2017-02-19 FUJISAWA, JAPAN -- We visited Noriko's parents in Fujisawa city.

We scrapped our plans to walk Enoshima due to unexpectedly cold winds. The weather forecast has been consistently unreliable the last several days!

Surfers waiting to ride the big waves, just like the Hokusai woodblock prints.

We prayed for our parents' health at a seaside Shinto shrine.

We chatted over sashimi.

Night waves and Mt Fuji.

Pizza and paella at the Red Lobster restaurant.

Cushy ride on the Odakyu Romance express.

odawara castle

2017-02-17 ODAWARA, JAPAN -- We visited Odawara castle.

Forts and castles have been built and rebuilt here since the 15th century. The current castle grounds are much smaller than its peak at the end of the 16th century. The tenshukaku (
天守閣, originally spelled 殿守閣, the castle keep) is about the same age as me, and renovated last year.

The view from the top is magnificent. Except it started to rain!

We waited out the rain in the history museums. This is a sword hilt.

Some types of cherry trees blossom early.

Plum trees (both white and red) bloom before cherries.

Odawara has a seaport, and is famous for kamaboko. We found our favorite kind!

We rode the Odayku Romance express home. Ours was one of the oldest train sets in service, dating back to my middle school days. The old trains offer the best views, because like the upper deck of a Boeing 747 aircraft, the trains have a bulge where the engineer sits (in the old sense of "engine operator"). The newer models are single-story, and you view out through the windshield from behind the engineer.

musashino historical museum

2017-02-12 MUSASHINO, JAPAN -- We visited the Musashino Historical Museum, located northwest of Musashi-Sakae station in Musashino City, Tokyo.

This small museum takes a serious, critical view of historical events, and explains their exhibits without dumbing down the content, or neutralizing viewpoints. I found their approach refreshing.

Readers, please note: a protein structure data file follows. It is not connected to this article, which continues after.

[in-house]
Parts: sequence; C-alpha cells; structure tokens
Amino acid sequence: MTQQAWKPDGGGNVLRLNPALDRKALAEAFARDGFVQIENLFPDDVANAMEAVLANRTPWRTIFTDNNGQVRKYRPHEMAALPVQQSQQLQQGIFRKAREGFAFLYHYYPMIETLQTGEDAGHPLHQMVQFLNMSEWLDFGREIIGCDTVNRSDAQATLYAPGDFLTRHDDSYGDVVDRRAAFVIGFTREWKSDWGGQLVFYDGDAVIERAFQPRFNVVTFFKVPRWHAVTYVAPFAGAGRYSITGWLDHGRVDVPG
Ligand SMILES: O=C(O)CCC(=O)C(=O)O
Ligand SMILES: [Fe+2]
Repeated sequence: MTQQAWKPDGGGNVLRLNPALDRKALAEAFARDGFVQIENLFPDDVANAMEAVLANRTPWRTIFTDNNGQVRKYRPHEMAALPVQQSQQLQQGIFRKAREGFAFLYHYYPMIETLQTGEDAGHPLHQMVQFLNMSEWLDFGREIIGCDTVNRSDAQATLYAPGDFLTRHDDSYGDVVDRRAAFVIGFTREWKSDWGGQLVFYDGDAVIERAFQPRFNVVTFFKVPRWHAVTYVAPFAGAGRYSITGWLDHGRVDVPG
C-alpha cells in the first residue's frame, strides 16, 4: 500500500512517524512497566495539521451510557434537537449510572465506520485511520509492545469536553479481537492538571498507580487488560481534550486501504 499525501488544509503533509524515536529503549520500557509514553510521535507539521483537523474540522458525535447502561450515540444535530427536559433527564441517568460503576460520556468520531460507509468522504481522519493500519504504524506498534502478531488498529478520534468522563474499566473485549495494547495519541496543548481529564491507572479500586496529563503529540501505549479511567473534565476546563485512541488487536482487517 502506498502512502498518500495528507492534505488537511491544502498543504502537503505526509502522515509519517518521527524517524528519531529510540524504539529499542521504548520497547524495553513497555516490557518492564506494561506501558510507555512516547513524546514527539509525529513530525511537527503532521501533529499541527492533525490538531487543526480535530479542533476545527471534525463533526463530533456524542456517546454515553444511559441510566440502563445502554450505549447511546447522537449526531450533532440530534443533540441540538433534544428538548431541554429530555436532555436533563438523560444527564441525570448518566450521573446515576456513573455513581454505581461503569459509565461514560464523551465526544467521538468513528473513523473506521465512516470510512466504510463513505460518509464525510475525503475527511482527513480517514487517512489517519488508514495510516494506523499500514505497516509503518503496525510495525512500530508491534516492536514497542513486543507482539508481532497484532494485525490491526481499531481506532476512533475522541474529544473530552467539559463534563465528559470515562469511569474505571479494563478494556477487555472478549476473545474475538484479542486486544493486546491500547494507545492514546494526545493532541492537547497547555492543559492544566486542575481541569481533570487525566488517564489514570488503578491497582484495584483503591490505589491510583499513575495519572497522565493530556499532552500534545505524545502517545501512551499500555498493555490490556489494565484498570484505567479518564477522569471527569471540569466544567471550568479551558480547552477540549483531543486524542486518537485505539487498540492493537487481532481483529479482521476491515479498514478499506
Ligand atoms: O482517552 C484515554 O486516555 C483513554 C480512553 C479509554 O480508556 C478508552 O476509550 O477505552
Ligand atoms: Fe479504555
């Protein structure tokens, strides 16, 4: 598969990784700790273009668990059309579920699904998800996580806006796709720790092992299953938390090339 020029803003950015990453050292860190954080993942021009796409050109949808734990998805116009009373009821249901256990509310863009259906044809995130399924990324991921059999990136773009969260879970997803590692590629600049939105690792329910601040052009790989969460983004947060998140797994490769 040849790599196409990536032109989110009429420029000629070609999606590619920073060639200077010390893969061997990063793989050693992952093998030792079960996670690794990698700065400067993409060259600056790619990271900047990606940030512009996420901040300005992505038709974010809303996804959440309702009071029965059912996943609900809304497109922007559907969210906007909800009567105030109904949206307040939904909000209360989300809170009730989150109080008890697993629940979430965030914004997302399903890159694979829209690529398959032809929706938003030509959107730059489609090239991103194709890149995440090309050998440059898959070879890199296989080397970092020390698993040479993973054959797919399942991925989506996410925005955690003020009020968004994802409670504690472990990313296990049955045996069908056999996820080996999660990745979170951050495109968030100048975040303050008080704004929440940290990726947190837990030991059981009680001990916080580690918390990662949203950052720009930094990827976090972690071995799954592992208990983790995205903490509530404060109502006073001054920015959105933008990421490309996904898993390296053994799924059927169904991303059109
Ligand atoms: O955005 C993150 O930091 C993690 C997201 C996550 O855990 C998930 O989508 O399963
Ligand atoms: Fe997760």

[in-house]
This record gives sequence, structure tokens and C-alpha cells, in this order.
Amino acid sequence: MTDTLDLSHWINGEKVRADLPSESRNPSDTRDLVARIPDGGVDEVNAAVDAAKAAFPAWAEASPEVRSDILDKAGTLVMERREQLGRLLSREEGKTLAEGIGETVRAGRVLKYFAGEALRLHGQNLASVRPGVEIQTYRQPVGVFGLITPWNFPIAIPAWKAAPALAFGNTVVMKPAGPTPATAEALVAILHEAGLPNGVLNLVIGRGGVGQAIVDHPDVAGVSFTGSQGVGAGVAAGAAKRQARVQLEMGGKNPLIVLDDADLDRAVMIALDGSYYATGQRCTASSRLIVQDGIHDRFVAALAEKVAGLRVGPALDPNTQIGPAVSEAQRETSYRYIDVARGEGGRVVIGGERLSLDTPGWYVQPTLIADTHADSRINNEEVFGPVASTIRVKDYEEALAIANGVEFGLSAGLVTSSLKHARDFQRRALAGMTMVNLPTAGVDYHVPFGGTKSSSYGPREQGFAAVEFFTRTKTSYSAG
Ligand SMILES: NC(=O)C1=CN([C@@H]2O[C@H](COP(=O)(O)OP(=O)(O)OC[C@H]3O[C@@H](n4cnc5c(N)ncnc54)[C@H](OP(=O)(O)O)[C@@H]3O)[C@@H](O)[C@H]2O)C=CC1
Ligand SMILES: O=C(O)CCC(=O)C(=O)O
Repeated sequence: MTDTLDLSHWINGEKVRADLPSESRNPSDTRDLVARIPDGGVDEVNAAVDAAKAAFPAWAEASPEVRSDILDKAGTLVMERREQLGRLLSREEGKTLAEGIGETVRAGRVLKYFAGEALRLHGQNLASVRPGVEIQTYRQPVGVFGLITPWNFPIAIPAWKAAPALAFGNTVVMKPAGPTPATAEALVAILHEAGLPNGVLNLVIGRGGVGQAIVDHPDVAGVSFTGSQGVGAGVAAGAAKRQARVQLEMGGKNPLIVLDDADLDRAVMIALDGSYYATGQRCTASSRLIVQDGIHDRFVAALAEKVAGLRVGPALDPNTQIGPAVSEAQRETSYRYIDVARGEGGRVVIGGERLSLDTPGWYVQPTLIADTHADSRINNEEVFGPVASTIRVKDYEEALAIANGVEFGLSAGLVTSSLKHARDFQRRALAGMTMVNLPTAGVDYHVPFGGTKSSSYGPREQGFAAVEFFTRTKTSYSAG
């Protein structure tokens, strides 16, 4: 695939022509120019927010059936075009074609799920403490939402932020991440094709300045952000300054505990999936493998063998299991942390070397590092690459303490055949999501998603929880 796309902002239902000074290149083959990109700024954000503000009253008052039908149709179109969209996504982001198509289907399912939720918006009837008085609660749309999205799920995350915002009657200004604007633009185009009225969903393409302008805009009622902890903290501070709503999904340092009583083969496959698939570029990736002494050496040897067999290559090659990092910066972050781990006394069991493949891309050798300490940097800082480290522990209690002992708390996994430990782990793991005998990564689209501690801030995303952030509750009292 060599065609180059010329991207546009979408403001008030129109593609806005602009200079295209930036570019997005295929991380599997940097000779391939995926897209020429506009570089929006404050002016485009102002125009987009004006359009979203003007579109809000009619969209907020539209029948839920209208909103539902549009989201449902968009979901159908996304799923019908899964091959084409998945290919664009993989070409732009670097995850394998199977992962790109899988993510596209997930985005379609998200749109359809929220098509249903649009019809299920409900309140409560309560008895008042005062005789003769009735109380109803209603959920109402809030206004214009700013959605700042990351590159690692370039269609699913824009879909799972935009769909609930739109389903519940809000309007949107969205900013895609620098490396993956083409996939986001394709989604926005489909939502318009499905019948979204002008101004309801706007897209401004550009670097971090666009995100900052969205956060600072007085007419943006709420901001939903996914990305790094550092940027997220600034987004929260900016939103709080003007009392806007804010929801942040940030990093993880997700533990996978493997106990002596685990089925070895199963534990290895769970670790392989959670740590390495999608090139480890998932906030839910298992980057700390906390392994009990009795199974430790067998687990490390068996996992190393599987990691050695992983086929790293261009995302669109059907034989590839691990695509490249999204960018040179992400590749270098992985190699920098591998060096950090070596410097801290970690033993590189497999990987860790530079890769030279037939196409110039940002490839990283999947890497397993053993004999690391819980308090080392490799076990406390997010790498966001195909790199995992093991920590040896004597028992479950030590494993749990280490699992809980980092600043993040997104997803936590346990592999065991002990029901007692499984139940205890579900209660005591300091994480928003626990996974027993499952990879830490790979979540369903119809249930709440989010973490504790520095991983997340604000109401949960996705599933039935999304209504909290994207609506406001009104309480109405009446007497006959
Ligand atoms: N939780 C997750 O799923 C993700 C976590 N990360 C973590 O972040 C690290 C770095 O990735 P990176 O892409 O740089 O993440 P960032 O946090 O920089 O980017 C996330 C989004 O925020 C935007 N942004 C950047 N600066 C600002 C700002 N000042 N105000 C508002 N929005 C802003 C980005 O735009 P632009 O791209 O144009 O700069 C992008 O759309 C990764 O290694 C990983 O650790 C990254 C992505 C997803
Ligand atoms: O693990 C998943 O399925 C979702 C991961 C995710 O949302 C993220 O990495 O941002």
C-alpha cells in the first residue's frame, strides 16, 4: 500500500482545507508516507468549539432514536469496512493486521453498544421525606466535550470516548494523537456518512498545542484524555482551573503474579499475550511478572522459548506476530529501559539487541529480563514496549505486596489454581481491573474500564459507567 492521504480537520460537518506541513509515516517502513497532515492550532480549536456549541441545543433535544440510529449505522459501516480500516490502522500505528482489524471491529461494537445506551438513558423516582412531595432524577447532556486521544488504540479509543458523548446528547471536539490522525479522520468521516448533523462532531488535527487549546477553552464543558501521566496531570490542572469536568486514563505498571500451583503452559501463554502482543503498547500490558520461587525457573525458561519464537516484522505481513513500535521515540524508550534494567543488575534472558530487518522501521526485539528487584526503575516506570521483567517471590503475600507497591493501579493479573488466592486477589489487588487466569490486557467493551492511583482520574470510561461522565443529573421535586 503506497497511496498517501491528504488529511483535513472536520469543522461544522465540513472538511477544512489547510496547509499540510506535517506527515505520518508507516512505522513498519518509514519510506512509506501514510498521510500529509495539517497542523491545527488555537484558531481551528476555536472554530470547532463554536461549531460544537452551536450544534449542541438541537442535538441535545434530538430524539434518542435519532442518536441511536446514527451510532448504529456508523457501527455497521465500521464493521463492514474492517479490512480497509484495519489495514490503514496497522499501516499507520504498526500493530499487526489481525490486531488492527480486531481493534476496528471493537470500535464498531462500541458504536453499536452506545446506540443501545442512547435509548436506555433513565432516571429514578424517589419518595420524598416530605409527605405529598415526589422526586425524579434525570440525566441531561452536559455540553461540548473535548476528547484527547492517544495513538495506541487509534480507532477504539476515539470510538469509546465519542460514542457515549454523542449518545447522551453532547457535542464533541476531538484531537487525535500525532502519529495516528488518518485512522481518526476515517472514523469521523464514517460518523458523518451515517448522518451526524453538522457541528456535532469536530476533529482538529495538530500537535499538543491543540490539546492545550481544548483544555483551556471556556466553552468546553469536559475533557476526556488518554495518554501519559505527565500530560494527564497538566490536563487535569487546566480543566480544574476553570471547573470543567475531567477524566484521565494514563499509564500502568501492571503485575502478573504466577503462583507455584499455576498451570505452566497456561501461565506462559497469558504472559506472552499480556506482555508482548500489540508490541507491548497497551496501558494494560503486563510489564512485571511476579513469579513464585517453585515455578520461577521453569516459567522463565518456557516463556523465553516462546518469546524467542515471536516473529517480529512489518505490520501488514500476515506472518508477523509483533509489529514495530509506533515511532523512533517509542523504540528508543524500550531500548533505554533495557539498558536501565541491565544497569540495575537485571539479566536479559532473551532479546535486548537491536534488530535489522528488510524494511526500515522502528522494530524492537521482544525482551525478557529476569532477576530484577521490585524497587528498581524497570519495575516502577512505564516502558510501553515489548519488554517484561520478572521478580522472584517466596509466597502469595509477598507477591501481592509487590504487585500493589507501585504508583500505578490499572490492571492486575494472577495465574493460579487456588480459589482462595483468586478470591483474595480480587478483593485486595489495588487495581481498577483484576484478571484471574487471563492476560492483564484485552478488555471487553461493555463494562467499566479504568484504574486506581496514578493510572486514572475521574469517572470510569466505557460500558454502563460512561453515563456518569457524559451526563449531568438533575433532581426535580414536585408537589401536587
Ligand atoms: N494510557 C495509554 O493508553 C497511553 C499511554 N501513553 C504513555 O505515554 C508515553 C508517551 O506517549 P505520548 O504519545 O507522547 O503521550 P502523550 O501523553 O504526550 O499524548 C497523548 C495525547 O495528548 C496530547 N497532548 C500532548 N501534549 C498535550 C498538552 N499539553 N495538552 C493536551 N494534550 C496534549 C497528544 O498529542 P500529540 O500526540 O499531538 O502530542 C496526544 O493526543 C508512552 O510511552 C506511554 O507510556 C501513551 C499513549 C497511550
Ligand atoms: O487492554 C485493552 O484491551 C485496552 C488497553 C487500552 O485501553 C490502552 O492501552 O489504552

The museum has 3 rooms: their permanent exhibit (shown below), a temporary exhibit, and a hall for lectures and demonstrations.

I learned that the villagers were transplanted here shortly after 1657 when a fire destroyed Edo (now Tokyo). The samurai families who lost their homes in the fire were ordered to relocate to what was then the outskirts of town, in order to decrease the density of population and buildings in downtown Edo. The farmers living in the outskirts of Edo were in turn pushed out to undeveloped woodlands, which became Musashino City about 300 years later.

The temporary exhibit featured household utensils spanning 100 years. Noriko and I felt our age when we recognized most of the artifacts labeled "historic".

our 1st daughter

2017-02-15 FUCHU, JAPAN -- We visited Hiroko, our 1st daughter. Hiroko is an assistant professor at the Tokyo University of Foreign Studies, Japan's top language school.

Her office room number is my birthday.

From her office window, a wonderful view (through bird-proof netting) of Mt Fuji.

Unlike me, Hiroko doesn't hoard belongings. Her office is sparse and uncluttered.

TUFS architecture is classy.

We had a quiet French lunch behind the
birthplace of Kondo Isamu, a samurai at the end of the Edo period.

disorganizing my office